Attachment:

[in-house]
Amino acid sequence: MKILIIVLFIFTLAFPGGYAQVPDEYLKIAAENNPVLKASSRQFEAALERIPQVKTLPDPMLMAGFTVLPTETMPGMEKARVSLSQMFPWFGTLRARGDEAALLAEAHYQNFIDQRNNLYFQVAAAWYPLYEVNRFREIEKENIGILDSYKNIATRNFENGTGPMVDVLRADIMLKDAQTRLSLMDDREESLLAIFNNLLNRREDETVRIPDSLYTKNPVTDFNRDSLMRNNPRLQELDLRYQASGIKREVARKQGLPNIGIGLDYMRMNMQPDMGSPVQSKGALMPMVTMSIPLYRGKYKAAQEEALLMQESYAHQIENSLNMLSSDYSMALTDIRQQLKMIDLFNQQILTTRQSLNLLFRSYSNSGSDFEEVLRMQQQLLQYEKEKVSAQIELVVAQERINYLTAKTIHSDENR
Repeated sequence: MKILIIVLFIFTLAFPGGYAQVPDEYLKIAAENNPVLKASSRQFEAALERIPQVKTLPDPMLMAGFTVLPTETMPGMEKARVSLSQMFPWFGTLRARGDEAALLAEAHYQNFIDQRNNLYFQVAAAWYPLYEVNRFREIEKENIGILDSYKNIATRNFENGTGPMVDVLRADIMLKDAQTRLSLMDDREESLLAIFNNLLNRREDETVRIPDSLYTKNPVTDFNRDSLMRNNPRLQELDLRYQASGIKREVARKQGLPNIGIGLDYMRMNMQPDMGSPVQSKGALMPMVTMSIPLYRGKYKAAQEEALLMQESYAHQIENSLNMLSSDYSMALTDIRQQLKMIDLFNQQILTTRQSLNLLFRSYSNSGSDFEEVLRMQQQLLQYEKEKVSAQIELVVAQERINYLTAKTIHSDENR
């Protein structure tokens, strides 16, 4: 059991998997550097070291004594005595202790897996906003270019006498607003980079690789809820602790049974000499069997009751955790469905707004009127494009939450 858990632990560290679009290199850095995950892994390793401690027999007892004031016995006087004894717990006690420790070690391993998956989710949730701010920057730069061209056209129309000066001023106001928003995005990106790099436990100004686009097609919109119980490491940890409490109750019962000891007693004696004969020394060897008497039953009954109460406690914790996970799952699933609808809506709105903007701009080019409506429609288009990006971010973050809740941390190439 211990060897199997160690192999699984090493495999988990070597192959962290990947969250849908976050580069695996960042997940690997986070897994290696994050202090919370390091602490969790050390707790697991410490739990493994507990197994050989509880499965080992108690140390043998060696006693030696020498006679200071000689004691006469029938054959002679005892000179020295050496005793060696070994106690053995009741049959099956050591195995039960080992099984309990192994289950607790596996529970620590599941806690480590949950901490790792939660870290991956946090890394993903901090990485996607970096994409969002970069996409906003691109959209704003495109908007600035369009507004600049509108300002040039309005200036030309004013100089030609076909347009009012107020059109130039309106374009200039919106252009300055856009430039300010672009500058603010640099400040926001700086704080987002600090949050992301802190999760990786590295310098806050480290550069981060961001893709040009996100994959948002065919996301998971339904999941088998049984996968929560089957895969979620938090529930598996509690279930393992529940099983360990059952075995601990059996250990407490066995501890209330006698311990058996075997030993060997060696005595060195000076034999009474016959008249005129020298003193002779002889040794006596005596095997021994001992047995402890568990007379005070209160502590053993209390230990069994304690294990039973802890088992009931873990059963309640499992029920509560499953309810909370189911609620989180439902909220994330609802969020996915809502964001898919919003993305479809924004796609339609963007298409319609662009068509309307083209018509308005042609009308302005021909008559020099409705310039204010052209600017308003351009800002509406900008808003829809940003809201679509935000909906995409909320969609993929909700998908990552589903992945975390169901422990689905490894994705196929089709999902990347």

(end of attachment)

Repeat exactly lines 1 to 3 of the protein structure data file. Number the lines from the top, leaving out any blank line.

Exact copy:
[in-house]
Amino acid sequence: MKILIIVLFIFTLAFPGGYAQVPDEYLKIAAENNPVLKASSRQFEAALERIPQVKTLPDPMLMAGFTVLPTETMPGMEKARVSLSQMFPWFGTLRARGDEAALLAEAHYQNFIDQRNNLYFQVAAAWYPLYEVNRFREIEKENIGILDSYKNIATRNFENGTGPMVDVLRADIMLKDAQTRLSLMDDREESLLAIFNNLLNRREDETVRIPDSLYTKNPVTDFNRDSLMRNNPRLQELDLRYQASGIKREVARKQGLPNIGIGLDYMRMNMQPDMGSPVQSKGALMPMVTMSIPLYRGKYKAAQEEALLMQESYAHQIENSLNMLSSDYSMALTDIRQQLKMIDLFNQQILTTRQSLNLLFRSYSNSGSDFEEVLRMQQQLLQYEKEKVSAQIELVVAQERINYLTAKTIHSDENR
Repeated sequence: MKILIIVLFIFTLAFPGGYAQVPDEYLKIAAENNPVLKASSRQFEAALERIPQVKTLPDPMLMAGFTVLPTETMPGMEKARVSLSQMFPWFGTLRARGDEAALLAEAHYQNFIDQRNNLYFQVAAAWYPLYEVNRFREIEKENIGILDSYKNIATRNFENGTGPMVDVLRADIMLKDAQTRLSLMDDREESLLAIFNNLLNRREDETVRIPDSLYTKNPVTDFNRDSLMRNNPRLQELDLRYQASGIKREVARKQGLPNIGIGLDYMRMNMQPDMGSPVQSKGALMPMVTMSIPLYRGKYKAAQEEALLMQESYAHQIENSLNMLSSDYSMALTDIRQQLKMIDLFNQQILTTRQSLNLLFRSYSNSGSDFEEVLRMQQQLLQYEKEKVSAQIELVVAQERINYLTAKTIHSDENR